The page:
Senior Loan Officer Opinion Survey on Bank Lending Practices
The April 2018 Senior Loan Officer Opinion Survey on Bank Lending Practices
The April 2018 Senior Loan Officer Opinion Survey on Bank Lending Practices addressed changes in the standards and terms on, and demand for, bank loans to businesses and households over the past three months, which generally corresponds to the first quarter of 2018.1 Responses were received from 72 domestic banks and 22 U.S. branches and agencies of foreign banks. Unless otherwise indicated, this summary refers to the responses of domestic banks.
Regarding loans to businesses, respondents to the April survey indicated that, on balance, they eased their standards and terms on commercial and industrial (C&I) loans to large and middle-market firms and left their standards unchanged for small firms. Meanwhile, banks eased standards on nonfarm nonresidential loans and tightened standards on multifamily loans, whereas standards on construction and land development loans were little changed. Demand for C&I and for commercial real estate (CRE) loans reportedly weakened.
Banks also responded to a set of special questions inquiring about changes in lending policies and demand for CRE loans over the past year. Banks reportedly eased important lending terms, including maximum loan size and the spread of loan rates over their cost of funds, across all three major CRE loan categories—that is, construction and land development loans, nonfarm nonresidential loans, and multifamily loans. Almost all banks that reportedly eased CRE credit policies cited more aggressive competition from other banks or nonbank lenders as an important reason for easing.
For loans to households, banks reported that, on balance, their lending standards on most categories of residential real estate (RRE) loans remained basically unchanged, while standards on auto and credit card loans tightened modestly. Meanwhile, banks reported weaker demand for auto loans, credit card loans, and most categories of RRE loans.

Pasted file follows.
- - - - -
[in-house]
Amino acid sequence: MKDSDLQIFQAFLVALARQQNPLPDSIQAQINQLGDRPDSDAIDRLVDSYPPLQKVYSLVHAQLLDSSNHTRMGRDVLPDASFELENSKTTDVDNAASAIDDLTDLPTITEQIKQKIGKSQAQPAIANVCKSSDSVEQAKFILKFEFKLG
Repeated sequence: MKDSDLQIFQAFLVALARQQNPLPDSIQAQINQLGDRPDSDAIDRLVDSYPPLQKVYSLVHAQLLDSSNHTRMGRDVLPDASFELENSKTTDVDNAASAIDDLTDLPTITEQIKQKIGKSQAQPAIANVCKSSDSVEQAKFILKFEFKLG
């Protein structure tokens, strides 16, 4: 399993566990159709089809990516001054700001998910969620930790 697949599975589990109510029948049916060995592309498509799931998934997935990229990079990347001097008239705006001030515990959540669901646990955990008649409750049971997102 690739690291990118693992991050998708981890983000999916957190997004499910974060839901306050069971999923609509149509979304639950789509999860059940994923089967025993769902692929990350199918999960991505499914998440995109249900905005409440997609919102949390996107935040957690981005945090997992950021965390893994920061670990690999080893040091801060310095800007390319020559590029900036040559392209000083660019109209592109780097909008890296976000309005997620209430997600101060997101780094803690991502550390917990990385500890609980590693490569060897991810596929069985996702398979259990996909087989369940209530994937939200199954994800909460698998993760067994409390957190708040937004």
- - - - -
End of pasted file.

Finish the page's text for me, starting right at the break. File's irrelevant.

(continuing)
Lending to Businesses
Questions on commercial and industrial lending. On net, a moderate fraction of domestic banks reportedly eased standards on loans to large and middle-market firms, while standards on loans to small firms were little changed. Over the first three months of the year, banks reportedly eased most terms on C&I loans to large and middle-market firms and to small firms. A significant fraction of banks reportedly narrowed loan rate spreads on loans to large and middle-market firms and a moderate fraction narrowed spreads on loans to small firms.
Notably, all domestic banks that reportedly eased standards or terms on C&I loans over the past three months cited increased competition from other lenders as a reason for easing. In addition, significant fractions of banks mentioned a more favorable or less uncertain economic outlook; improvements of industry-specific problems; increased tolerance for risk; and reduced concerns about the effects of legislative changes, supervisory actions, or changes in accounting standards as important reasons for easing.